[erlang-questions] Building, Packaging and Installing

Tristan Sloughter <>
Fri May 4 04:06:27 CEST 2012


Ah yes, I briefly looked at colombo when you mentioned it on the erlware
list. I'll give that a deeper look to see how much of what I need is
covered by it and possibly simply start extending it.

Tristan

On Thu, May 3, 2012 at 4:52 PM, Torben Hoffmann <>wrote:

> That actually sounds like a good step forward - it almost, but only almost
> makes me sad that I have created my own dependency management tool called
> colombo (alpha vers. is on github/lehoff).
>
> I haven't spent much time on it, but it can fetch apps from git repos as
> well as their dependencies,  one can specify a tag or a branch to check
> out, a simple build can be done and you can get a version tagged version
> installed in the subdir lib of the dir where you you colombo (vers is taken
> from the app file or a default is choosen).
>
> very much alpha quality, but it shows that small dedicated tools aren't
> that hard to create for the Erlang eco system.
>
> I will continue improving colombo since it helps me solve my own problem,
> but it would be nice to have "real" users as well that could help form the
> functionality of the tool. Or tools since I might already have added too
> much functionality to colombo.
>
> Cheers,
> Torben
>
> Sent from my iPad
>
> On 03/05/2012, at 15.30, Tristan Sloughter <>
> wrote:
>
> I feel like someone said Travis-CI wasn't the answer... But I am now
> having the thought it is, at least to make something I'd like to see
> without me having to do it.
>
> The question is would the community be interested in this if
> I implement it. Here is what I'm talking about:
>
> 1) A github hook that informs X that an update to a branch or tag is
> pushed.
> 2) This hook does not only ensure tests pass but also that the version
> numbers are correct. If you tag a project as 0.1.0 and the .app file has
> {vsn, 0.1.0} it fails
> 3) Assuming these criteria are met the agner repo for the project is
> either updated or created. Instead of @master it would use a piece of the
> git hash for the branch pointer (using a moving target -- a branch name --
> as the version of an app doesn't make sense), for a tag it would use the
> tag name.
>
> Now, this is only part of the large solution people want, and I agree with
> them we should do.
>
> But, I think it is a start and something that can be done in small enough
> amount of effort to be done soon.
>
> Tristan
>
> On Wed, May 2, 2012 at 7:18 PM, Tim Watson <>wrote:
>
>> On 02/05/2012 21:13, Ciprian Dorin Craciun wrote:
>>
>>> On Wed, May 2, 2012 at 11:03 PMv, Tim Watson<**com<>>
>>>  wrote:
>>
>>  Eric Merit and I have had some lengthy discussions about this on the
>>>> Erlware mailing list and have some ideas that I think are pretty solid.
>>>>
>>>     I'm glad to hear this. (I'll give it a look.)
>>>
>> Cool thanks - please do leave any feedback you feel is relevant.
>>
>>  The thing is though, you don't just need tools - you also need people to
>>>> package their stuff up using the tools.
>>>>
>>>     I agree about this. In fact I think currently there are a lot of
>>> tools with diverging solutions.
>>>
>>>     Also I don't think that one "blessed" tool would be the final
>>> answer. I would have taken a somehow different road, similar maybe to
>>> how Go is going (although they do have the "one" tool): i.e. strict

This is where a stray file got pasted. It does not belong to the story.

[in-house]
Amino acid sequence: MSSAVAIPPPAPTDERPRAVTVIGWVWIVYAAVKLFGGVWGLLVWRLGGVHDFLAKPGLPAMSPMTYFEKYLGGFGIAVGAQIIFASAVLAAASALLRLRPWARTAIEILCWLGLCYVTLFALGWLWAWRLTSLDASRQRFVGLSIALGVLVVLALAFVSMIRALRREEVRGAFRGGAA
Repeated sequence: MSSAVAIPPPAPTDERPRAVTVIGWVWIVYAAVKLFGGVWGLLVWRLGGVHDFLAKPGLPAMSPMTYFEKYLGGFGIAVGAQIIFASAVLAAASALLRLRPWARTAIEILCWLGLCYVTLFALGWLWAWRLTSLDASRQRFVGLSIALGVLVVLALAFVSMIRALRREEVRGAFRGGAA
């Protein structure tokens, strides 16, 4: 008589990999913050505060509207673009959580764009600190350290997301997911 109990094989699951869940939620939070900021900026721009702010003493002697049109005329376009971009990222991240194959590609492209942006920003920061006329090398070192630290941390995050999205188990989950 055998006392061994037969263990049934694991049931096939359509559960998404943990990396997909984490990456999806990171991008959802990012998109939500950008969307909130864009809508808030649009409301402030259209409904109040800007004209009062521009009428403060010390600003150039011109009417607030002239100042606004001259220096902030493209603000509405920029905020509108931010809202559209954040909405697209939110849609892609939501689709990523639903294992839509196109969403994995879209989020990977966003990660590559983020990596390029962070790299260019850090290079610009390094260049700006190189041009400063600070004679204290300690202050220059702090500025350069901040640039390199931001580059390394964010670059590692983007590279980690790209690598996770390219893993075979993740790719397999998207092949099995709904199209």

>>> conventions.
>>>
>> Yes I agree that '1 tool to rule them all' isn't going to work. Eric and
>> I have discussed building a unix-y pipeline of tools to deal with
>> local/remote package and repository management, dependency resolution,
>> installing and/or generating a code path (or some other structure) for
>> bootstrapping either ERL_LIBS or a call to code:path, etc.
>>
>> The assumption we have is that various parts can be dealt with be
>> different tools providing they respect the APIs, so you can build with
>> rebar or sinan or make or whatever. We are also planning on using reltool
>> (or some alternative/replica of sorts) to deal with the packaging bits, as
>> well as a set of tools for publication, code/package signing and the like.
>>
>> We would also like to support different release types (e.g., embedded vs.
>> non), distinguish between applications and library applications and so on.
>>
>>
>>>     What do I mean is this:
>>>     a) it would be nice to have a standardized way to specify "extra"
>>> options to compile an Erlang module. (We have the module attributes
>>> that we could use.) (the same for C sources);
>>>     b) we already have a standard project layout; (i.e. `./src`,
>>> `./include`, etc.)
>>>     c) we already have a standard project dependencies (i.e. the `app`
>>> file);
>>>
>>>     All we need to do is be consistent in this convention, and then
>>> all the various build and packaging systems could adapt.
>>>
>> Packaging wise, I don't see how any of this really helps so much,
>> although I completely agree that sticking to this consistent layout is a
>> good thing.
>>
>> Using the app file for dependencies is fine at runtime - I do this in
>> https://github.com/hyperthunk/**appstart<https://github.com/hyperthunk/appstart>- but if you're connecting to a (possibly remote) artefact repository and
>> fetching stuff, then you need to specify the publisher/signer (because 2
>> OTP applications could be written with the same name, and of course with
>> FOSS project forking this happens all the time), the application name, and
>> the version. You can't whack all of that into your .app file without
>> breaking various things.
>>
>>
>>
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